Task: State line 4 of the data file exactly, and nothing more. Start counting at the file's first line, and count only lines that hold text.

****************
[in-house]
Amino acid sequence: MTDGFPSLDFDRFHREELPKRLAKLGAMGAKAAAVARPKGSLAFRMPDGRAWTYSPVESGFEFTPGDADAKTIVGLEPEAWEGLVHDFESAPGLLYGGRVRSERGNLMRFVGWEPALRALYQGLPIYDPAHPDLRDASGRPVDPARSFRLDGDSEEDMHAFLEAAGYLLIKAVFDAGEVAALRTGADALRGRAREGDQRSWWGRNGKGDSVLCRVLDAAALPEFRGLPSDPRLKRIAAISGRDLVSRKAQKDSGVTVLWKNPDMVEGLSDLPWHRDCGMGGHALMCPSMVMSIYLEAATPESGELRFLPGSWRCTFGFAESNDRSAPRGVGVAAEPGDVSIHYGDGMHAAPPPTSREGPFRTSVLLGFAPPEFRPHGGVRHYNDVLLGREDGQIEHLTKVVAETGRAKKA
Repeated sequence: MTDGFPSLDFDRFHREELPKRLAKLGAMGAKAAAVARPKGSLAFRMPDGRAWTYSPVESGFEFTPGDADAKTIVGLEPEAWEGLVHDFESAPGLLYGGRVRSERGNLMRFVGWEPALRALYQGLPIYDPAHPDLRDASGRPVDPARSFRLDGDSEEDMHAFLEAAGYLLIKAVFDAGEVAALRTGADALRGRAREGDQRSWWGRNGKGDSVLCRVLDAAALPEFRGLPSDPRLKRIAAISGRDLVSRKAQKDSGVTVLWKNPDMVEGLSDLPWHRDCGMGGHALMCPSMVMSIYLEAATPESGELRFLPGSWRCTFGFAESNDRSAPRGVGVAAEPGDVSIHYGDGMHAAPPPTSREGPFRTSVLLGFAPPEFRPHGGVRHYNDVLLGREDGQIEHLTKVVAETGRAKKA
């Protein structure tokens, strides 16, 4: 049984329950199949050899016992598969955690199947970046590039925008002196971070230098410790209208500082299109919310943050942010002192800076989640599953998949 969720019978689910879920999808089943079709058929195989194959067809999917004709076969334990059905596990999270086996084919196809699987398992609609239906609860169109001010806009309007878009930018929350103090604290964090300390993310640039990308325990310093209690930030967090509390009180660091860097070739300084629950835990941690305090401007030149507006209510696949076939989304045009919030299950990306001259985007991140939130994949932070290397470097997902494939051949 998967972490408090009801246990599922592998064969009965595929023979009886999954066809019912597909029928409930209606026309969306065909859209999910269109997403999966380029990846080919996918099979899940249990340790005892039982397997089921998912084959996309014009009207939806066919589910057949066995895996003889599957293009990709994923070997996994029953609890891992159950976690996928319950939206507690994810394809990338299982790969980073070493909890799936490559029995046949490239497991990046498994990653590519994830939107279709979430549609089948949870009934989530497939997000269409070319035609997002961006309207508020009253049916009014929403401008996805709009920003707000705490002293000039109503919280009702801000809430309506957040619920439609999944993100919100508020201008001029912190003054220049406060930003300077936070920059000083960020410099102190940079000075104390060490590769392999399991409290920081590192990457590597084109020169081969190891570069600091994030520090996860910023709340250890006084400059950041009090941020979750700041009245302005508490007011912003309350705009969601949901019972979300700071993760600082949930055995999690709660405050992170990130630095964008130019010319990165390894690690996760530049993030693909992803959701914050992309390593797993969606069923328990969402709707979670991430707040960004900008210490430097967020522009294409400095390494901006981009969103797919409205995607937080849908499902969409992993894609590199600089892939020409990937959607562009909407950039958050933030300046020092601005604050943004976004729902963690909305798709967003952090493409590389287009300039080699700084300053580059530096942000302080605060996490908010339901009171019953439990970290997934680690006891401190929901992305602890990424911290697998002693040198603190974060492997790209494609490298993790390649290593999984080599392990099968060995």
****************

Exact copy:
């Protein structure tokens, strides 16, 4: 049984329950199949050899016992598969955690199947970046590039925008002196971070230098410790209208500082299109919310943050942010002192800076989640599953998949 969720019978689910879920999808089943079709058929195989194959067809999917004709076969334990059905596990999270086996084919196809699987398992609609239906609860169109001010806009309007878009930018929350103090604290964090300390993310640039990308325990310093209690930030967090509390009180660091860097070739300084629950835990941690305090401007030149507006209510696949076939989304045009919030299950990306001259985007991140939130994949932070290397470097997902494939051949 998967972490408090009801246990599922592998064969009965595929023979009886999954066809019912597909029928409930209606026309969306065909859209999910269109997403999966380029990846080919996918099979899940249990340790005892039982397997089921998912084959996309014009009207939806066919589910057949066995895996003889599957293009990709994923070997996994029953609890891992159950976690996928319950939206507690994810394809990338299982790969980073070493909890799936490559029995046949490239497991990046498994990653590519994830939107279709979430549609089948949870009934989530497939997000269409070319035609997002961006309207508020009253049916009014929403401008996805709009920003707000705490002293000039109503919280009702801000809430309506957040619920439609999944993100919100508020201008001029912190003054220049406060930003300077936070920059000083960020410099102190940079000075104390060490590769392999399991409290920081590192990457590597084109020169081969190891570069600091994030520090996860910023709340250890006084400059950041009090941020979750700041009245302005508490007011912003309350705009969601949901019972979300700071993760600082949930055995999690709660405050992170990130630095964008130019010319990165390894690690996760530049993030693909992803959701914050992309390593797993969606069923328990969402709707979670991430707040960004900008210490430097967020522009294409400095390494901006981009969103797919409205995607937080849908499902969409992993894609590199600089892939020409990937959607562009909407950039958050933030300046020092601005604050943004976004729902963690909305798709967003952090493409590389287009300039080699700084300053580059530096942000302080605060996490908010339901009171019953439990970290997934680690006891401190929901992305602890990424911290697998002693040198603190974060492997790209494609490298993790390649290593999984080599392990099968060995």